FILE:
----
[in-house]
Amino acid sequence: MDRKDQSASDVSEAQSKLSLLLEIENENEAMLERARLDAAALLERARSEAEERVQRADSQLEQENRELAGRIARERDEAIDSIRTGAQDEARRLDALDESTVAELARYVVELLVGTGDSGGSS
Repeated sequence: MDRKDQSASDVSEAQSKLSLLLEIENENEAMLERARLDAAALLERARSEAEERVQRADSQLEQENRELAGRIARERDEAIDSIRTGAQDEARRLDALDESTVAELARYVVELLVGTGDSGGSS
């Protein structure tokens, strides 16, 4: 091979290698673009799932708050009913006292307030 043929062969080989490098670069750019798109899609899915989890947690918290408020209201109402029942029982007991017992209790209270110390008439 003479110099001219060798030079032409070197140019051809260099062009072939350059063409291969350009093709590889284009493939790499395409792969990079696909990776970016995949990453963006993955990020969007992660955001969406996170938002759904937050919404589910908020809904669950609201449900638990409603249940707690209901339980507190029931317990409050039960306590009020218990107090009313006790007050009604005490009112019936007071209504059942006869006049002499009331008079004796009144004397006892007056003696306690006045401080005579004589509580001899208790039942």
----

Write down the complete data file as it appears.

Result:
[in-house]
Amino acid sequence: MDRKDQSASDVSEAQSKLSLLLEIENENEAMLERARLDAAALLERARSEAEERVQRADSQLEQENRELAGRIARERDEAIDSIRTGAQDEARRLDALDESTVAELARYVVELLVGTGDSGGSS
Repeated sequence: MDRKDQSASDVSEAQSKLSLLLEIENENEAMLERARLDAAALLERARSEAEERVQRADSQLEQENRELAGRIARERDEAIDSIRTGAQDEARRLDALDESTVAELARYVVELLVGTGDSGGSS
């Protein structure tokens, strides 16, 4: 091979290698673009799932708050009913006292307030 043929062969080989490098670069750019798109899609899915989890947690918290408020209201109402029942029982007991017992209790209270110390008439 003479110099001219060798030079032409070197140019051809260099062009072939350059063409291969350009093709590889284009493939790499395409792969990079696909990776970016995949990453963006993955990020969007992660955001969406996170938002759904937050919404589910908020809904669950609201449900638990409603249940707690209901339980507190029931317990409050039960306590009020218990107090009313006790007050009604005490009112019936007071209504059942006869006049002499009331008079004796009144004397006892007056003696306690006045401080005579004589509580001899208790039942």